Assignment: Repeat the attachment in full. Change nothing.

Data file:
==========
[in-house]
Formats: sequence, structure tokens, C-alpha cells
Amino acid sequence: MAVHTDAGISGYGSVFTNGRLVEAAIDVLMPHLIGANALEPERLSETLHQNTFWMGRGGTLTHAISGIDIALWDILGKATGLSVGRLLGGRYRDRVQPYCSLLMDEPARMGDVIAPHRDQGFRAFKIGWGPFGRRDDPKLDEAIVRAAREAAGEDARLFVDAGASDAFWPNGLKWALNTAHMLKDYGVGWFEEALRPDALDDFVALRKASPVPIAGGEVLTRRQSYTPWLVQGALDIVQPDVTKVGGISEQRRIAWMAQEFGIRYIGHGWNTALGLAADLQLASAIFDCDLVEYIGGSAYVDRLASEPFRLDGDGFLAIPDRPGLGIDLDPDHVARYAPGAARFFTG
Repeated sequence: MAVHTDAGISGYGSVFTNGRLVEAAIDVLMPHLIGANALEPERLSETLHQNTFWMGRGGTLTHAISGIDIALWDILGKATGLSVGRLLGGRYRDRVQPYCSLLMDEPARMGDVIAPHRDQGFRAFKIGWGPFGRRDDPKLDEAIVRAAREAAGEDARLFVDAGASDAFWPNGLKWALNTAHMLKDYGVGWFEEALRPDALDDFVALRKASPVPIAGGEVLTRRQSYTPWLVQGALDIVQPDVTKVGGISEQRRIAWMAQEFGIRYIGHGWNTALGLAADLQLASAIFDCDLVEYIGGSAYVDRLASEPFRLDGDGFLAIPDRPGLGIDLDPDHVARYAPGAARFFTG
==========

[in-house]
Formats: sequence, structure tokens, C-alpha cells
Amino acid sequence: MAVHTDAGISGYGSVFTNGRLVEAAIDVLMPHLIGANALEPERLSETLHQNTFWMGRGGTLTHAISGIDIALWDILGKATGLSVGRLLGGRYRDRVQPYCSLLMDEPARMGDVIAPHRDQGFRAFKIGWGPFGRRDDPKLDEAIVRAAREAAGEDARLFVDAGASDAFWPNGLKWALNTAHMLKDYGVGWFEEALRPDALDDFVALRKASPVPIAGGEVLTRRQSYTPWLVQGALDIVQPDVTKVGGISEQRRIAWMAQEFGIRYIGHGWNTALGLAADLQLASAIFDCDLVEYIGGSAYVDRLASEPFRLDGDGFLAIPDRPGLGIDLDPDHVARYAPGAARFFTG
Repeated sequence: MAVHTDAGISGYGSVFTNGRLVEAAIDVLMPHLIGANALEPERLSETLHQNTFWMGRGGTLTHAISGIDIALWDILGKATGLSVGRLLGGRYRDRVQPYCSLLMDEPARMGDVIAPHRDQGFRAFKIGWGPFGRRDDPKLDEAIVRAAREAAGEDARLFVDAGASDAFWPNGLKWALNTAHMLKDYGVGWFEEALRPDALDDFVALRKASPVPIAGGEVLTRRQSYTPWLVQGALDIVQPDVTKVGGISEQRRIAWMAQEFGIRYIGHGWNTALGLAADLQLASAIFDCDLVEYIGGSAYVDRLASEPFRLDGDGFLAIPDRPGLGIDLDPDHVARYAPGAARFFTG